But ‘decoupling’ might be hard due to integration issues.
The Xbox One may have had a troubled history before its launch – with DRM issues, criticism of its indie development policy and so much more – but the console has slowly come in to its own since then. The removal of Don Mattrick and appointment of Microsoft Games Studios head Phil Spencer as boss of the Xbox division has indicated as much and the company is touting some major announcements for E3. But will that be enough considering the lead the PS4 has?
GamingBolt spoke to Managing Director of Equity Research at Wedbush Securities Michael Pachter about the same, and barring a price cut and Kinect, would Microsoft be able to bounce back considering the weak first party content it had near the end of the Xbox 360’s run (especially compared to the PS3 which had The Last of Us, Puppeteer, etc.)?
Pachter stated that, “Well, I mean, it’s funny when you say they have the weakest first party, because Uncharted, and inFamous, and The Last of Us, I would bet you if you took a single version of those three games, they don’t add up to Halo. And I would say if you take the next three games made by Sony’s first party studios, they won’t add up to Gears of War. So, I agree with you in the sense that the number of titles Sony has is more, but I think in terms of sales, it’s much closer, and might actually tilt in Microsoft’s favor.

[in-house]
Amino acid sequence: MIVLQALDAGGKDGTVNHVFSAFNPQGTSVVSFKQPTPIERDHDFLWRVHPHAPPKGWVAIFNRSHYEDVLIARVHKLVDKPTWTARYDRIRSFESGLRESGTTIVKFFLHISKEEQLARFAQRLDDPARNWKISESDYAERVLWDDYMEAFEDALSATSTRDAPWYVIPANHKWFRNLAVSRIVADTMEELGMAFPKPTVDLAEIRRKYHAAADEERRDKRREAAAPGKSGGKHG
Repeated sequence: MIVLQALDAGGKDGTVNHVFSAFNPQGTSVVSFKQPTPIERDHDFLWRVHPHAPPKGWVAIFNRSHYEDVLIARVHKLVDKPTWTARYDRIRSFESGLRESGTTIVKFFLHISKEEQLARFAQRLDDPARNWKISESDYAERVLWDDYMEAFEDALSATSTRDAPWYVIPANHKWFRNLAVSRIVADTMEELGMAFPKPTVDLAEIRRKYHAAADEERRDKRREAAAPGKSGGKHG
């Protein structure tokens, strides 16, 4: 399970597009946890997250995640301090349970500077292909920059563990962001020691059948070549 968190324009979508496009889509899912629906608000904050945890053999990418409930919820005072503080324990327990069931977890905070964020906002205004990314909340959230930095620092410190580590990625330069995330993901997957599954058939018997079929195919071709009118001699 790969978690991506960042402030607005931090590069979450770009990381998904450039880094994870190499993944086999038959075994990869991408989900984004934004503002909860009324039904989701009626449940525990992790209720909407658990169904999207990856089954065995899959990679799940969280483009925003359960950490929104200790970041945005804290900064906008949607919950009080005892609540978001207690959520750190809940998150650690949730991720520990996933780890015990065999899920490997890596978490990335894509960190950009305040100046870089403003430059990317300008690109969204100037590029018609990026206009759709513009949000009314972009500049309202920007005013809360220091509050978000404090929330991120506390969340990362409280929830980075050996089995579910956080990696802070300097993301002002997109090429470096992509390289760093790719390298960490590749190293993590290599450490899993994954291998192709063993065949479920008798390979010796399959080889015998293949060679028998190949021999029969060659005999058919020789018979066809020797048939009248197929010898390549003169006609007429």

“So, I don’t think you should make too much of an argument about how weak Microsoft’s first party content is, because most of Sony’s first party games that are successful are not gigantic sellers. I think that ultimately, for the Xbox One to be successful, the Kinect has to be decoupled from it, and I think that might be hard, because there’s a lot of stuff going on with the hardware where it’s all integrated, and it might not work.
“But I think that you will probably get in 2015 a redesigned Xbox One that has no Kinect, and I think what will accelerate that process is if Sony cuts the PS4’s price: if there is a $349 PS4 on the market, Microsoft has a real problem. They’re gonna have to do something, and they’ll have to do it really quickly. I think that in 2015, you might see a $349 PS4, and an uncoupled Xbox One, and if you see both of those for $349, the consumer wins, and they will both sell very well. Microsoft is not looking to lose this cycle.”
There have been rumours about Microsoft considering an Xbox One without Kinect, but a price drop for the PS4 a little more than a year after its launch? There’s no denying it’d be a big enough threat for Microsoft, but will it actually? Let us know what you think of Pachter’s views in the comments.